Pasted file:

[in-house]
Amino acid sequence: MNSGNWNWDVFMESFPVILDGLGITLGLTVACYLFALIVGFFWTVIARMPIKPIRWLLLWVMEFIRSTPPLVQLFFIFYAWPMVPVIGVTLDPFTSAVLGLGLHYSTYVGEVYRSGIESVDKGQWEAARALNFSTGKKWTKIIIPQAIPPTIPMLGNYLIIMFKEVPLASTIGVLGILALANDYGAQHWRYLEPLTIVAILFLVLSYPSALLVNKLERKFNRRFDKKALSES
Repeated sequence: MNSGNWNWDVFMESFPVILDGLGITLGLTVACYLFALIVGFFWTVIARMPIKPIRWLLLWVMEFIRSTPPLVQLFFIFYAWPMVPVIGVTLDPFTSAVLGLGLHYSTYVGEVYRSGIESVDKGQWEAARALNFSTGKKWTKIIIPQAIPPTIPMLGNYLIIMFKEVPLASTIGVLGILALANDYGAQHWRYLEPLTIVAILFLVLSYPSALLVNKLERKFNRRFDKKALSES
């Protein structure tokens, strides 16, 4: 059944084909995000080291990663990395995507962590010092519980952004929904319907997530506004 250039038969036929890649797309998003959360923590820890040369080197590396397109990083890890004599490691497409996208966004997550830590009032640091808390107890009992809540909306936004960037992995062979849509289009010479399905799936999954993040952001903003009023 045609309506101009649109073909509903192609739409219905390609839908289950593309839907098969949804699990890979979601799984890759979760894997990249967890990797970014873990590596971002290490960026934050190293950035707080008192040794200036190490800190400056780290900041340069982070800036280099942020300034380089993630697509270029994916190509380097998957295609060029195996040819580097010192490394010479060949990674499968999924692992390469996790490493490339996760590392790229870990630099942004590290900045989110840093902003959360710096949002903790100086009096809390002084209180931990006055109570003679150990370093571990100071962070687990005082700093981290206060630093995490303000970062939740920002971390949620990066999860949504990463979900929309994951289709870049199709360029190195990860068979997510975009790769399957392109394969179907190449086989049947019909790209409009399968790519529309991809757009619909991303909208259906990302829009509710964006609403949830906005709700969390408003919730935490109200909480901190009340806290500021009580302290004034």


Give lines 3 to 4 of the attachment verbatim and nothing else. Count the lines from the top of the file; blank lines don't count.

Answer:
Repeated sequence: MNSGNWNWDVFMESFPVILDGLGITLGLTVACYLFALIVGFFWTVIARMPIKPIRWLLLWVMEFIRSTPPLVQLFFIFYAWPMVPVIGVTLDPFTSAVLGLGLHYSTYVGEVYRSGIESVDKGQWEAARALNFSTGKKWTKIIIPQAIPPTIPMLGNYLIIMFKEVPLASTIGVLGILALANDYGAQHWRYLEPLTIVAILFLVLSYPSALLVNKLERKFNRRFDKKALSES
């Protein structure tokens, strides 16, 4: 059944084909995000080291990663990395995507962590010092519980952004929904319907997530506004 250039038969036929890649797309998003959360923590820890040369080197590396397109990083890890004599490691497409996208966004997550830590009032640091808390107890009992809540909306936004960037992995062979849509289009010479399905799936999954993040952001903003009023 045609309506101009649109073909509903192609739409219905390609839908289950593309839907098969949804699990890979979601799984890759979760894997990249967890990797970014873990590596971002290490960026934050190293950035707080008192040794200036190490800190400056780290900041340069982070800036280099942020300034380089993630697509270029994916190509380097998957295609060029195996040819580097010192490394010479060949990674499968999924692992390469996790490493490339996760590392790229870990630099942004590290900045989110840093902003959360710096949002903790100086009096809390002084209180931990006055109570003679150990370093571990100071962070687990005082700093981290206060630093995490303000970062939740920002971390949620990066999860949504990463979900929309994951289709870049199709360029190195990860068979997510975009790769399957392109394969179907190449086989049947019909790209409009399968790519529309991809757009619909991303909208259906990302829009509710964006609403949830906005709700969390408003919730935490109200909480901190009340806290500021009580302290004034």